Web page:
Prince Charles and the Mutton Renaissance Campaign

Yeah, I know…band name!

But seriously (ok, maybe not that seriously,) there really is a campaign to bring back mutton, and it is headed by Prince Charles. Read about it here:

I love that sentence: “aged for two weeks after slaughter by hanging.” Hell of a way to go. (I hope they at least break their necks instead of letting them strangle to death.) Someone might want to change that phrasing, but it’s not going to be me.

I don’t know where the hell to get mutton here in the US, apart from going to a sheep farmer and buying the stuff from him personally. They sure as hell don’t sell it in stores. Is there any chance of it making a comeback in America? I’ve never had it before - does it taste good? Any mutton fans?

I’ve had mutton a few times in Cuba. I thought it was delicious. It was a lot like beef; I thought it was more like beef than lamb. It was in a stew though, and it was falling-apart tender.

Looks like somebody already has, unless you got that quote from some other page.

Looks like they’re not trying to redefine the word “mutton,” which would be kind of silly, but introduce a new class of “Renaissance mutton.”

The Wikipedia page reads:

Maybe this is a woosh on my part, but my guess scrambled sentence structure. It probably should read “aged for two weeks by hanging after slaughter” After you slaughter, you usually hang the meat by a hook and let it age. slaughter by stangulation would mean you’d lose a large part of your market due to reigious reasons.

I recently got my hands on a leg of mutton, but I have a connection with a farmer who raises lambs. She talked to the man who slaughters her lambs, to see if he also slaughters any older animals. He does, and I got a 3 lb leg of mutton through him.

I boned it, used the joint to make stock, then did a slow Irish stew. When I first started cooking the mutton stock, and later the stew, it smelled much stronger than lamb, but after cooking it was only mildly stronger in flavor. Very sheep-y and delicious.

Yes, dear, that was a whoosh.

My mistake. Apparently I followed your link to Wikipedia, clicked through to the official site, and promptly forgot my trip through Wiki. :smack: In any case, it looks like the Wikipedia page is (surprise!) inaccurate and poorly worded. The official site does not include that wording or say that meat that does not meat their standards cannot still be called “mutton,” only that the term “Renaissance Mutton” is reserved for meat that does.

ETA: Although this advice for farmers comes directly from the site:

  1. Discuss requirements with your buyers
  2. Castrate the males

That’s pretty bad for customer relations, if you ask me.

It’ll be big once they start marketing the new breakafast cereal Mutton, Honey.

I frequently eat mutton and find it very tasty, without that greasy repeating note lamb can have (though I do also love lamb). It’s not really strong in flavour, but deeper and more developed. Think of the difference between veal and beef. Cooked right, it’s as tender as any meat I’ve had. Prince Charles is out of touch; he doesn’t need to revive mutton, he just needs to find out about the people who live in the country. All the Halal shops seem to sell it, and half the time if you get curry goat from a Caribbean takeaway or restaurant, that’s mutton too, for instance.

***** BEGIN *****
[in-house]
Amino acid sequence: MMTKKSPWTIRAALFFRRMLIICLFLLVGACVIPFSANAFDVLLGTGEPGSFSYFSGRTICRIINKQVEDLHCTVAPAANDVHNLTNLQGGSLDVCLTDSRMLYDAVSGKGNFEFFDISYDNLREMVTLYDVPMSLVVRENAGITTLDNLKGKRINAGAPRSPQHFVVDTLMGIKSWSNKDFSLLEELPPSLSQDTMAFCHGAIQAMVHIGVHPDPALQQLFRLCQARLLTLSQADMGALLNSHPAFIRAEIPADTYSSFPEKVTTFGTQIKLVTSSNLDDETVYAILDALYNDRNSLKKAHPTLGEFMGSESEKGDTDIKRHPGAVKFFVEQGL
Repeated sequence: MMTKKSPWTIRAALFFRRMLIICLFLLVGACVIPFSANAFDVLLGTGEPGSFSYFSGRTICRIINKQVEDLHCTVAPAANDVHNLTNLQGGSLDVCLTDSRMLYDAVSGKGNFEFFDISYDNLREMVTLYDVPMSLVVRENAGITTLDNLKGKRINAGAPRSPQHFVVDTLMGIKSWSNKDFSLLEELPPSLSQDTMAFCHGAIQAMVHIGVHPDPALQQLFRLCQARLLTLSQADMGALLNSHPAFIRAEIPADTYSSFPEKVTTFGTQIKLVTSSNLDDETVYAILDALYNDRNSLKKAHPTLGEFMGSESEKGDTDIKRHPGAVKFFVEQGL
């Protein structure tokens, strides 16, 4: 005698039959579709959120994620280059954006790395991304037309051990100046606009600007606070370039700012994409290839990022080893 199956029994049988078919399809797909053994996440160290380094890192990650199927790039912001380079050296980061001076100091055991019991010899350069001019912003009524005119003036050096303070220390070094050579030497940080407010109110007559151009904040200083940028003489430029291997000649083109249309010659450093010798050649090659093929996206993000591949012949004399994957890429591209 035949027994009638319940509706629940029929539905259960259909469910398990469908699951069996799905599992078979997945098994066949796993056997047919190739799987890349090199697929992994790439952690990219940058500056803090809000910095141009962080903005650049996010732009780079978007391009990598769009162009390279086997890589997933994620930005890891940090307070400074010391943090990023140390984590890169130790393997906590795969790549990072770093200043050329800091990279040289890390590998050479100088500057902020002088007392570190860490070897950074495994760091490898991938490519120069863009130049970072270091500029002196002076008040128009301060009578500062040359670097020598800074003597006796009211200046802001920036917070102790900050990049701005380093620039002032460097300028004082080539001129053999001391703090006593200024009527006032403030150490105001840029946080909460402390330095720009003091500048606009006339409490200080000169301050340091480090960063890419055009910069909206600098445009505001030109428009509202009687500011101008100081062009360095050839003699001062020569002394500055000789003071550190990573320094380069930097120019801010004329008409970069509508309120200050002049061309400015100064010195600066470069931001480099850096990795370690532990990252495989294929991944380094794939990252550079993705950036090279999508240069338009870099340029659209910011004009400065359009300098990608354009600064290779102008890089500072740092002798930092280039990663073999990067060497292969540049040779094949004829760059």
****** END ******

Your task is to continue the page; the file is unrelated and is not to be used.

Here in France you can’t buy mutton in the usual butchers, just lamb. However, you * can * often buy a whole sheep or goat from some of the Halal butchers.

A couple of weeks ago I chose mutton as my meat of choice for a byriani in an Indian restaurant (in the Indian part of town) and it was as I remembered from childhood in the UK. Stronger (meatier ? gamier ?) taste than lamb; potential for more chewiness; potential for fattiness.

The SD is perhaps not the place for what I’m going to say next (but this isn’t GQ) - I’m pretty sure I was told at primary school that eating lamb was a sneaky marketing/money saving idea from the antipodes. “Teacher said” that the New Zealand and Australian farmers didn’t want to spend money on over-wintering their lambs, allowing them to grow into mutton, so they started a campaign to wean the mother country onto lamb. I wonder how true that is …

Great. Now I’m hungry.

As a New Zealander, I have eaten sheep of all ages. Though lamb is the one everyone tends to be the most common, we used to have mutton a lot as it was, I believe, often cheaper. I like it very much, and kind of miss it.

And whose fault is that?

One of the wonderful parts about Wikipedia is that nobody has any excuse to complain about it. If it’s broke, you can, and should, fix it. You read the page and thought it “inaccurate and poorly worded”? Then read the link you just provided, re-write the Wikipedia article so that it is accurate and well written and put in the reference.

Hey, gaffa, you have the link and are obviously wise in the ways of Wiki, so I suggest you rewrite the article and forgo telling me what I should or should not do in the future. If you can’t, please start another thread.

Just post your suggested re-wording in this thread, then I’ll add it to the article.

Sheep, young or old, are a good excuse to use more garlic. Had mutton slow-roasted in a pig roaster and it was wonderful, once I convinced myself it was not a large dog.

Mutton barbecue is fairly well known in western Kentucky as is a stew dish containing mutton called burgoo. Burgoo is very tasty.

I honestly don’t think I’ve ever eaten mutton. I’ve had lamb and it was… meh.

I got plenty o’ mutton and mutton’s plenty for me.

I think Chuck got the idea from Gordon Ramsay.

It’s been at least a couple of years since Ramsay did a “Bring Back Mutton” campaign on The F Word series.